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I used to read a lot of food blogs. I occasionally cooked from them, but by and large it was just food porn. I could spend hours on them, but I recently realised that something had to give. Because realistically I’m never going to make triple-stack salted caramel pretzel cookies, marshmallow-peanut butter-bacon sandwiches (for real, I ain’t kidding) and macaroni cheese so saucy it makes Scarlett Johansson look like Boris Johnson. I was wasting precious hours of unemployment, otherwise gainfully spent watching Judge Judy (god I wish I had her steeliness), living vicariously through other people’s tummies.

Even worse were the health-food blogs. Yes, Deliciously Ella, I admit you have deliciously nice hair and now a book deal to your name, but never will I ever be persuaded to make a gluten-free, dairy-free, sugar-free, fun-free cheesecake made from ingredients that have to tendency to resemble an alien’s placenta. She isn’t the only one. The Internet is flooded with people who come up with concoctions like these, swearing that that these ‘healthy treats’ (purrleaze) taste just like the real thing. But it seems quite clear to me that if you think this grainy, grey bullshit is going to taste like this, you evidently have not eaten cheesecake since Gillian McKeith first graced our television screen with her poo parties and Gwyneth Paltrow went all GOOP on us.

What these “healthy” blogs do manage to do, however, is to fill every single one of their readers with guilt, shame, feelings of inadequacy, desperation, etc etc. Why is my kitchen so small and dark, we more lowly cooks cry. Why are my photos so shit? Where are my beautiful blonde children with chocolate (sorry. Raw cacao) adorably smeared on their rosebud lips and freshly laundered Breton tops (sorry mum ;))? Where is my rugged, ideally Scandinavian husband who chops down wood and then bakes me a loaf of bread? (He’s sensitive, natch.)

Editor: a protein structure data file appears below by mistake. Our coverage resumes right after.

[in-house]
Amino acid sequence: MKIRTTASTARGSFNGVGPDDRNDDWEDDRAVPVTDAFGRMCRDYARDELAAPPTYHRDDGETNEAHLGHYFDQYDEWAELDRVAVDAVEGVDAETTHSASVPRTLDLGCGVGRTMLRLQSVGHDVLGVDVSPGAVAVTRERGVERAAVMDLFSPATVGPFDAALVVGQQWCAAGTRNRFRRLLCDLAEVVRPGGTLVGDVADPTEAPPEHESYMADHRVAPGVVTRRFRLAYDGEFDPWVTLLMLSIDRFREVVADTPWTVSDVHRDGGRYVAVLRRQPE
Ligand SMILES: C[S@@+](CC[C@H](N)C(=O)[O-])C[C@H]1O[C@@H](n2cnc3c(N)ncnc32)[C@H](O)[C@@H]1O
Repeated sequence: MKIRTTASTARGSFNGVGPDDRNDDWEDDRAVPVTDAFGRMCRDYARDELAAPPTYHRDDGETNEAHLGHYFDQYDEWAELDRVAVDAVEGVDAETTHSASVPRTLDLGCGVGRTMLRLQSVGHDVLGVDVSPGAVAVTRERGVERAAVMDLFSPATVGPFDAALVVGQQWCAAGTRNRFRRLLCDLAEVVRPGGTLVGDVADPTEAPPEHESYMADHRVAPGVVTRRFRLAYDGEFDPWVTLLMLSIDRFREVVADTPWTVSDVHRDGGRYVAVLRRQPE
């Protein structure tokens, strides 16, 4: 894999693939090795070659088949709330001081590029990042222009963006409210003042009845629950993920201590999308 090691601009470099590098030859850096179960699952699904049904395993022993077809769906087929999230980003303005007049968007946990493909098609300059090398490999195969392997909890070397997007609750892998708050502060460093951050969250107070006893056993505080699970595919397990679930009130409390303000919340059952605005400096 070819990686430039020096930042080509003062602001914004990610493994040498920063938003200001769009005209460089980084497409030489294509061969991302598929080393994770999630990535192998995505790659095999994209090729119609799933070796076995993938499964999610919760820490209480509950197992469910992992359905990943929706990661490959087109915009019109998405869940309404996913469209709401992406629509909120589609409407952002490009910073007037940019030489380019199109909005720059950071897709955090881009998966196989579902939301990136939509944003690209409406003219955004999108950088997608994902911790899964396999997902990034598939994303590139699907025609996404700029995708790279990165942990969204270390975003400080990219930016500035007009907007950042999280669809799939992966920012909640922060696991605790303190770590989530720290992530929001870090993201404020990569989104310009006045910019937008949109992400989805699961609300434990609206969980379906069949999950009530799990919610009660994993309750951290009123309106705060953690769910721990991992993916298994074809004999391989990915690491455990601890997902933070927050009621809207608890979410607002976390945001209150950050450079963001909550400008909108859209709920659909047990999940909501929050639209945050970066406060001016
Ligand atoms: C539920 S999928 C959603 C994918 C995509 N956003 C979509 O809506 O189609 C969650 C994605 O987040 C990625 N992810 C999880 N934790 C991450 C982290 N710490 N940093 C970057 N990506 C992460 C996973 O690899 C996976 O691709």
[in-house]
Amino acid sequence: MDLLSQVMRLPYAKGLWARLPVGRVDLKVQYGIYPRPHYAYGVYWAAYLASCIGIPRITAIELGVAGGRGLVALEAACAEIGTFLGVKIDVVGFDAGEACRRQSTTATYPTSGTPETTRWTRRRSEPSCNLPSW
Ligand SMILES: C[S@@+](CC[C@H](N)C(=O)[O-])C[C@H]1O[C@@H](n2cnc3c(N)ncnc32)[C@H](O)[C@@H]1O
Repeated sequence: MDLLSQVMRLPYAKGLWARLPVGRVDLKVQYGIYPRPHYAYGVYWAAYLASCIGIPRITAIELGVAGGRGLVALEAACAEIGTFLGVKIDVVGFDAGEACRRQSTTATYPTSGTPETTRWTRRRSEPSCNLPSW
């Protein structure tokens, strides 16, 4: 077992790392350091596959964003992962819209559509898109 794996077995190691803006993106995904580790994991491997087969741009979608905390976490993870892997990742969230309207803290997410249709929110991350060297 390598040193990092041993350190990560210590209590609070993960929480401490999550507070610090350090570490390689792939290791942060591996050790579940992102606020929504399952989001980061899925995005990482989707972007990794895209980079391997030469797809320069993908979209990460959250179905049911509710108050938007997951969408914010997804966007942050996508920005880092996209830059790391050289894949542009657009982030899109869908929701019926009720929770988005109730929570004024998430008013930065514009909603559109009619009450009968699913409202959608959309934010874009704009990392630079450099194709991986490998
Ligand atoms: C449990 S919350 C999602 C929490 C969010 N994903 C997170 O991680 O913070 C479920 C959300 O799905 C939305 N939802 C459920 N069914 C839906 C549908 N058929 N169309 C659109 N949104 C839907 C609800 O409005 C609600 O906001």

OH THAT’S RIGHT. He’s not here because I’m from Somerset not Stockholm, where the greater-spotted Ten-Ton Tony is about as good as it gets. My kitchen is small and dark because I haven’t got round to changing the light bulb for three months and my photos are shit because I’m actually quite shit at taking photos.

And in a way I’m kinda glad. Partly because I’m a sucker for a Daim bar, but also because, and I’ve said it before, nobody likes a Gwyneth (click here to see why).

Or so I thought, until I got this recipe sent to me by a friend who promised that, while these ‘brownies’ don’t actually taste like brownies (how could they? They’re made of frickin beans), they are totally delicious. I made them the other day as an experiment, and now I must eat my hat on the old health-food hating. Boy was she right. They’ve got no flour in, so they’re gluten-free, but I would eat these coeliac or no coeliac. I used Green & Blacks cocoa powder not raw cacao, which is just absurdly expensive. I think it works just as well. I can’t believe they’re positively good for you because in no world is it possible that eating a brownie is healthier than not eating one, but it must be the lesser of two evils.

Once again, apologies for no pictures. I took some but they were shit.

Black Bean Brownies

  • 1x400g tin black beans, well rinsed and drained
  • 2 large eggs
  • 3 tbsp coconut oil, melted (or substitute other oil of choice if you aren’t a squillionaire. Olive oil has a strong taste so be wary.)
  • 90g raw cacao powder if you are a squillionaire, high quality cocoa if not.
  • ¼ tsp sea salt
  • 1 tsp vanilla extract
  • 70 ml maple syrup
  • 1 ½ tsp baking powder
  • A couple of handfuls of chopped hazelnuts, pecans or chocolate chips
  1. Preheat oven to 350 degrees.
  2. Rinse and drain your beans then grease a baking tray, or better still a cupcake tray with 12 holes
  3. Add remaining ingredients (except nuts) and puree for about a few minutes or until smooth
  4. If the batter looks too thick, add a small splash of water pulse again. Beware – it should not be anywhere near runny.
  5. Evenly distribute the batter into the cupcake tray and smooth the tops with a spoon or your finger.
  6. Sprinkle with nuts/choc chips.
  7. Bake for 20-26 minutes or until the tops are dry and the edges start to pull away from the sides. Keep a close eye on them.
  8. Remove from oven and let cool for 30 minutes before removing from pan. They will be super fudgy, so be take care.
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